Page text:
I found that it was easier riding with a group instead of solo. I frequently found myself happily putzing along in the back of the group, enjoying the nice draft effect. When I rode to Denver I was completely on my own, so I obviously got no drafting benefits. Apparently drafting can reduce the effort required to cycle by 25% or more. Meaning if I drafted the whole way, I could expend only 75 miles worth of effort on a 100 mile ride. Of course someone has to lead the pack and put forth the 100% effort -- we can't all draft! I did take a few turns up front but I don't think I pulled my weight there; mostly I was content to hang out back. With 8 people on a 100 mile ride, if each person did their share of leading, then each person would lead the pack for only 12.5 miles. If we were organized we probably would have come up with a system for switching up leaders and what not. As it was we were not terribly organized, nor were any of us racers, so we really had no idea what we were doing. The group tended to get split up into two or more smaller groups fairly frequently, which meant that 2 or more people had to put forth full effort instead of only one. And none of us were all that great at maintaining a steady pace, which made staying together difficult and somewhat dangerous. And frankly I wasn't paying much attention to staying on the wheel of the person in front of me, and I frequently found myself far behind the slipstream of the pack, and needing to bust my butt to get back in the pack several times.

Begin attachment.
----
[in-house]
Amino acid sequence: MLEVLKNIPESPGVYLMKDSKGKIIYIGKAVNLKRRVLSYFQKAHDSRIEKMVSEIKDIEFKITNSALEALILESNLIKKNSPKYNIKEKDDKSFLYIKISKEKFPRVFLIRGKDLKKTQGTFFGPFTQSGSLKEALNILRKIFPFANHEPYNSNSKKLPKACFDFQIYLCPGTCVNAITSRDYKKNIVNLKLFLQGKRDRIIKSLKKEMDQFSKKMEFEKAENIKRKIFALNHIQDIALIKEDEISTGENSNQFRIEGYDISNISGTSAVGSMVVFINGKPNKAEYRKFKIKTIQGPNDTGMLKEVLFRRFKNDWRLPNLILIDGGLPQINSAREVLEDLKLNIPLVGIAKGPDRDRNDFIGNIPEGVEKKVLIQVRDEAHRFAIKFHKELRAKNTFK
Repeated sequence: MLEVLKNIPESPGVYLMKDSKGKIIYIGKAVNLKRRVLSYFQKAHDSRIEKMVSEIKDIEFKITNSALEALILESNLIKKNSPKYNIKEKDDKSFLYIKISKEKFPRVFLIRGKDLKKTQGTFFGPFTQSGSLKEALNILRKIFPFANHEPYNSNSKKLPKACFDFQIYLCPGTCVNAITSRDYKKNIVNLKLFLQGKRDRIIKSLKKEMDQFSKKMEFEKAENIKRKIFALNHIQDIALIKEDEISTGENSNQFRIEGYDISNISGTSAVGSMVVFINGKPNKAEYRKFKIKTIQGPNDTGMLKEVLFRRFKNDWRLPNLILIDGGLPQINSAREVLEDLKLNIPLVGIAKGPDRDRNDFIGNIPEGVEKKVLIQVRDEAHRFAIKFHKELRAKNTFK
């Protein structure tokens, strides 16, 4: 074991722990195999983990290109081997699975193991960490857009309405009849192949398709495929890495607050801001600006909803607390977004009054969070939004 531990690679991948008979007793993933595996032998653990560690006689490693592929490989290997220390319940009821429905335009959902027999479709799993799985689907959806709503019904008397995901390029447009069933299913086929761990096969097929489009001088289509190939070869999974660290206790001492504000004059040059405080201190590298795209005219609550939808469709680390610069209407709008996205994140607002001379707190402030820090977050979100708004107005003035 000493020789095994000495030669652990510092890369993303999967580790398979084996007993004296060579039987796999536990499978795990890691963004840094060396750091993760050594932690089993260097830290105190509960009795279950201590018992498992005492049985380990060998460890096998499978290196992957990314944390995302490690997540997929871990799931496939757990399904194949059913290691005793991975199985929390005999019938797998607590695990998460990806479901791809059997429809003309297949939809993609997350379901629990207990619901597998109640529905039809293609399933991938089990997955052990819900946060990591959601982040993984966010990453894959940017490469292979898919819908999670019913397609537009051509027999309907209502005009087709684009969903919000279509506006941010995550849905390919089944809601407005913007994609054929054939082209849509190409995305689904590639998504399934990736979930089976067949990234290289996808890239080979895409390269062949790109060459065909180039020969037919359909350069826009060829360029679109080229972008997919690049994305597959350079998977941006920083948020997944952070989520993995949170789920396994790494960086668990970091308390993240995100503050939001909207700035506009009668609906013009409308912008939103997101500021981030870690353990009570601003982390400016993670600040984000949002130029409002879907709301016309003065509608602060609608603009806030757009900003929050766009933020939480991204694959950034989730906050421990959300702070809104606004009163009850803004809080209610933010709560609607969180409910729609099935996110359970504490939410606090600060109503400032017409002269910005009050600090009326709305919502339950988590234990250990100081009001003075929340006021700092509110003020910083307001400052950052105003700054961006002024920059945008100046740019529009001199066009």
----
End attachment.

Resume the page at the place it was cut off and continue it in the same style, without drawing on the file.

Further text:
For you non-biker-types, that's why you see all the bike racers all bunched up in the big peleton during le tour. They're just straight-up lazy, ha ha. I suppose that's why those flat Tour de France stages are so boring; there's hardly any reason or opportunity to break away and win those stages until the very end. Why don't they just do a 5 mile race on those days? Only the last 5 miles seem to matter anyway! It is interesting being in the slipstream of another rider's wake. You can tell you are drafting by the lack of wind, and it's even a little warmer. You start to catch yourself wondering, "jeez, why isn't (so and so leader) pedaling any faster? This is a really easy pace!" not remembering of course that they are having to work 25% harder than you to maintain that pace. If it feels easy, big boy, why don't you take a turn up front!
Overall we were not as organized as the massive groups or riders we saw in Boulder County that day. But when the group was all together it really worked! And besides, it was a lot more fun to ride with friends than on my own. A 100 mile solo ride is an awfully long time to be without any communication aside from the voices in one's head, which in my case are fairly entertaining, but probably not good for my mental state.